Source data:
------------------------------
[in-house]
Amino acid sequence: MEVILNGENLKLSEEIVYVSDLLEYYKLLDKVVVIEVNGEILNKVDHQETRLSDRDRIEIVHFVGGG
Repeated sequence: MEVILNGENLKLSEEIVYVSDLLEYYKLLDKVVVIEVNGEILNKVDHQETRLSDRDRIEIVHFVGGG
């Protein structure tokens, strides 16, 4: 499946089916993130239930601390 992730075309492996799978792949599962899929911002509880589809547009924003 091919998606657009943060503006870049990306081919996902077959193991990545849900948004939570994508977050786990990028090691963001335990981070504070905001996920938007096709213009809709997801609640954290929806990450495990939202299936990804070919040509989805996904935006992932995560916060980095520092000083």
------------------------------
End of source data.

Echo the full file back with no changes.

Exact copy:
[in-house]
Amino acid sequence: MEVILNGENLKLSEEIVYVSDLLEYYKLLDKVVVIEVNGEILNKVDHQETRLSDRDRIEIVHFVGGG
Repeated sequence: MEVILNGENLKLSEEIVYVSDLLEYYKLLDKVVVIEVNGEILNKVDHQETRLSDRDRIEIVHFVGGG
């Protein structure tokens, strides 16, 4: 499946089916993130239930601390 992730075309492996799978792949599962899929911002509880589809547009924003 091919998606657009943060503006870049990306081919996902077959193991990545849900948004939570994508977050786990990028090691963001335990981070504070905001996920938007096709213009809709997801609640954290929806990450495990939202299936990804070919040509989805996904935006992932995560916060980095520092000083």